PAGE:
ggplot(mydat, aes(x, y)) +
  stat_smooth(method='glm', method.args = list(family = "binomial"),
              formula = y ~ x) + 

This doesn't look very nice! That's because there are only two possible \(y\)-values meaning that the observations will overlap substantially. A helpful way to distinguish them visually is to add a bit of random noise to the points so they no longer overlap. This is called jittering and ggplot2 will do it for us if we replace geom_point() with geom_jitter()

ggplot(mydat, aes(x, y)) +
  stat_smooth(method='glm', method.args = list(family = "binomial"),
              formula = y ~ x) + 

That's a bit too much random noise in the \(y\)-dimension. We can control the amount of jittering by specifying width and height arguments to geom_jitter as follows

ggplot(mydat, aes(x, y)) +
  stat_smooth(method='glm', method.args = list(family = "binomial"),
              formula = y ~ x) + 
  geom_jitter(width = 0.5, height = 0.1)

From this plot it is easy to tell that there are many more observations with \(Y = 1\) than \(Y = 0\), something that was not at all clear from the plot using geom_point().

6.5.1 Exercise

Data from the "two truths and a lie" experiment described at the beginning of these lesson are available from two-truths-and-a-lie-2022-cleaned.csv in the data directory of my website: https://ditraglia.com/data/.

  1. Read the dataset directly into R from the web, storing it in a tibble called two_truths.
data_url <- 'https://ditraglia.com/data/two-truths-and-a-lie-2022-cleaned.csv'
two_truths <- read_csv(data_url)
  1. Run a logistic regression that predicts guessed_right based on certainty. Make a nicely-formatted table of regression results using modelsummary() and comment briefly on your findings.

The estimated coefficient for certainty is negative! This means that on average we predict more wrong guesses as students' subjective certainty in their guesses increases. But notice that our estimate is fairly noisy: the coefficient estimate is around -0.2 and the standard error is around 0.16. We haven't found any compelling evidence that the relationship runs in either direction. Maybe the 2023 Core ERM students will be more obliging!

two_truths_reg <- glm(guessed_right ~ certainty, family = binomial(link = 'logit'),
                      data = two_truths)
Model 1
(Intercept) 1.020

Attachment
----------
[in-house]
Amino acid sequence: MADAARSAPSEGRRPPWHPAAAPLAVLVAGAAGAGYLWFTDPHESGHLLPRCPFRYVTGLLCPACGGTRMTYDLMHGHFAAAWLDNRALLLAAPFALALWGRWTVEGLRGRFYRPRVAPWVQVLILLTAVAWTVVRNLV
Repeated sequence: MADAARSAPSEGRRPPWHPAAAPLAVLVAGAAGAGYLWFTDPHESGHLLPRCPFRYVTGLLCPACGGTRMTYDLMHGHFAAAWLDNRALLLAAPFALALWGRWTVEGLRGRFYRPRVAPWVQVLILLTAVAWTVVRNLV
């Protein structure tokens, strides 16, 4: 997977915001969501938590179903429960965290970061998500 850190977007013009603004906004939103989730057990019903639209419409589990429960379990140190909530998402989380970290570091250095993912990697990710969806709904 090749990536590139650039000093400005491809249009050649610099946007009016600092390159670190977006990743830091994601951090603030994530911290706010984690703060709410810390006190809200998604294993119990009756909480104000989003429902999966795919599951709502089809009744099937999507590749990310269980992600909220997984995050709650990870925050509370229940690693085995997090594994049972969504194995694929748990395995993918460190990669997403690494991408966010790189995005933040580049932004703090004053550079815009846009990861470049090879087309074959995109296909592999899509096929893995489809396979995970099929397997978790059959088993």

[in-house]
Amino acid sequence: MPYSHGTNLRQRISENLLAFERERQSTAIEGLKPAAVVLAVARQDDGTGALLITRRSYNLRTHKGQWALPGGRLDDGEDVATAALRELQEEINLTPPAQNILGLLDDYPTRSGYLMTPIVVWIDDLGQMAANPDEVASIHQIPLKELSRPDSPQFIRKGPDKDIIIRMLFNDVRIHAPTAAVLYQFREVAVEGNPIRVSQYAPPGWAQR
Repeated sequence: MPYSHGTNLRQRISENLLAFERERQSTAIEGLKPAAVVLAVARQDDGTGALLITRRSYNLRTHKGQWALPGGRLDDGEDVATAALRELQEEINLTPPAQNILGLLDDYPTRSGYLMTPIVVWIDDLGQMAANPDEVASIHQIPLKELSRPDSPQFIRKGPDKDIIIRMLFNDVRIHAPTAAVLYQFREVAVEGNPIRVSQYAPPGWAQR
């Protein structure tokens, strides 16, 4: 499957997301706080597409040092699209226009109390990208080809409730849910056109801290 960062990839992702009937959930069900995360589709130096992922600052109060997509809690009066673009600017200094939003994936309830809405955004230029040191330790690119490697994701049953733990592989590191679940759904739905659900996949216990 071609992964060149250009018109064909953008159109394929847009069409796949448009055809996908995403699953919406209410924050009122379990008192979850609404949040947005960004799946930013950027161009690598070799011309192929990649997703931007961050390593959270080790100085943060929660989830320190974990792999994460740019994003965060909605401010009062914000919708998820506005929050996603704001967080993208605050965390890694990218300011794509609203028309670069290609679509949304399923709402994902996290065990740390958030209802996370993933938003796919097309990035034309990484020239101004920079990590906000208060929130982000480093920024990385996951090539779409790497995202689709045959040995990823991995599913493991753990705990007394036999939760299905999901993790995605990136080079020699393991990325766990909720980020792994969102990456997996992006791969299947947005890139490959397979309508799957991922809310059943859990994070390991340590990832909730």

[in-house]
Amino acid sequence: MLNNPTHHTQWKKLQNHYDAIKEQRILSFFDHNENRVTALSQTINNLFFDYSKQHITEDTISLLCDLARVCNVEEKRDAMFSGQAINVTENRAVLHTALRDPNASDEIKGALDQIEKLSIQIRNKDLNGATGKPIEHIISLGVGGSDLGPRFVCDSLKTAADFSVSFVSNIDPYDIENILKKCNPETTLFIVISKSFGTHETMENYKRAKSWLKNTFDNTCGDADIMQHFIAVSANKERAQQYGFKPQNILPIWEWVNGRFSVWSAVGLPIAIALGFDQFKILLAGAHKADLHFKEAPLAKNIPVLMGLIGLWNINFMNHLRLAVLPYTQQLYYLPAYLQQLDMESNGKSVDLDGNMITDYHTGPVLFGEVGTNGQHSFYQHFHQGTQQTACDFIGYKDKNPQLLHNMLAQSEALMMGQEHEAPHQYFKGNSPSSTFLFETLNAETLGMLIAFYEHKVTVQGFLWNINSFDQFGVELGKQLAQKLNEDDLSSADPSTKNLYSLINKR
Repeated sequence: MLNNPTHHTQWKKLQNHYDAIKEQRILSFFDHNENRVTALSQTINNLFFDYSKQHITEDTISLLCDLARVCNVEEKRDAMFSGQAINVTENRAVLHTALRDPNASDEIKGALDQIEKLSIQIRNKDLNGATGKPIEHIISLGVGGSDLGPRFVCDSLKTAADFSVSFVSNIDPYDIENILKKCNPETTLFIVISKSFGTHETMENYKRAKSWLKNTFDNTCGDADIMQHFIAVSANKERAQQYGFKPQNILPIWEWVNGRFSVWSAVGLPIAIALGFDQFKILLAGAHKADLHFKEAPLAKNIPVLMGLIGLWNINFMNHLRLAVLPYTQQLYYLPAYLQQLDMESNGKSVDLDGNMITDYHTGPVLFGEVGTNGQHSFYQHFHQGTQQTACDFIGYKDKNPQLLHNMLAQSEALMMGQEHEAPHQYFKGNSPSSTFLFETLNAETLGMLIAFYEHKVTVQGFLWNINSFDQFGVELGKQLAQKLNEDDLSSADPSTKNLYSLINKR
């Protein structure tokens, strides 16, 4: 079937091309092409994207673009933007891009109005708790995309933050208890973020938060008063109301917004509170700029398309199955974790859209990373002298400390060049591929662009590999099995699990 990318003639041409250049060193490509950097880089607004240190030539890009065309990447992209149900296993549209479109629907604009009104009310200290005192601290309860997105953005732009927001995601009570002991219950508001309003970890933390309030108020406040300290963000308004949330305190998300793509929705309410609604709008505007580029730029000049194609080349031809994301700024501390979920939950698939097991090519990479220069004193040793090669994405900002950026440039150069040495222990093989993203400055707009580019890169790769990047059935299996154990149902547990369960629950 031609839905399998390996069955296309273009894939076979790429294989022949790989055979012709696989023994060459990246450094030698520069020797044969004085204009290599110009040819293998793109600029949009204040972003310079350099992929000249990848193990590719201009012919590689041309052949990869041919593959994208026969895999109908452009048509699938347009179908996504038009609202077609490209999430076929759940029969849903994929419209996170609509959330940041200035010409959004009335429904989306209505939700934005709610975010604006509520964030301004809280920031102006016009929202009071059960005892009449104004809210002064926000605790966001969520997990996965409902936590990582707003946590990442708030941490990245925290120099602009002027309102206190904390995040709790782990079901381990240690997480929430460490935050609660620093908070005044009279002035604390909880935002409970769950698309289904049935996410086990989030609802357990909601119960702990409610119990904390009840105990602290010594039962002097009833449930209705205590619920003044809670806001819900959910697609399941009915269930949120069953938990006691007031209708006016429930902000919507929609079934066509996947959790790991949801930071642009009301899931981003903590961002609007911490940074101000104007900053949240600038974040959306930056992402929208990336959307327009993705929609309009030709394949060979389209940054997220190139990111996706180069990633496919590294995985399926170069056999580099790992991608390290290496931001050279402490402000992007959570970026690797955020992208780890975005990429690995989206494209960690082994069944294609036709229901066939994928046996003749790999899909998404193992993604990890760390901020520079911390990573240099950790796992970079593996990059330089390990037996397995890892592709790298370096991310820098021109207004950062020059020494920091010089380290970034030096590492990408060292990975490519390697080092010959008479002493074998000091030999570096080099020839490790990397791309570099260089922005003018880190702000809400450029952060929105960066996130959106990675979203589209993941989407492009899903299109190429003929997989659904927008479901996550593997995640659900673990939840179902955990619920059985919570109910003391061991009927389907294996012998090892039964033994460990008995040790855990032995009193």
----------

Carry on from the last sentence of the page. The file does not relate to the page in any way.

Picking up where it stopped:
certainty −0.196
Num.Obs. 50
AIC 71.6
BIC 75.5
Log.Lik. −33.814
F 1.524
RMSE 1.19
  1. Use ggplot() to depict the regression from part 2, adding jittering to make the raw data clearly visible. You may need to adjust the width and height parameters of geom_jitter().
two_truths %>%
  ggplot(aes(x = certainty, y = guessed_right)) +
  stat_smooth(method = 'glm', method.args = list(family = 'binomial'),
              formula = y ~ x) +
  geom_jitter(width = 0.1, height = 0.05)

6.6 Probit Regression and the Linear Probability Model

Thus far we've only discussed logistic regression, but there are many other models for binary outcome data. We've also restricted our attention to a model with a single regressor. In this section we'll introduce two common alternatives to logistic regression: "probit" and the "linear probability model." Then I'll turn you loose on a more substantial exercise with binary outcome data and multiple regressors.

6.6.1 Probit Regression

Whereas the logistic regression model posits that \(P(Y=1|X) = \texttt{plogis}(X'\beta)\), the probit regression model replaces plogis() with pnorm(). In other words, it substitutes a standard normal CDF for a standard logistic: \[ P(Y=1|X) = \texttt{pnorm}(X'\beta) \] To simulate from this model, we can either combine rbinom() with pnorm() or use the following latent variable characterization: \[ y_i^* = X_i'\beta + \epsilon_i, \quad y_i = \left\{ \begin{array}{cc} 1 & \mbox{if } y^*_i > 0\\ 0 & \mbox{if } y^*_i \leq 0\\ \end{array}\right., \quad \epsilon_i \sim \mbox{ iid N}(0,1). \] Modifying my code from above, for example, we can simulate the following data from a probit regression model:

n <- 500
alpha <- 0.5
beta <- 1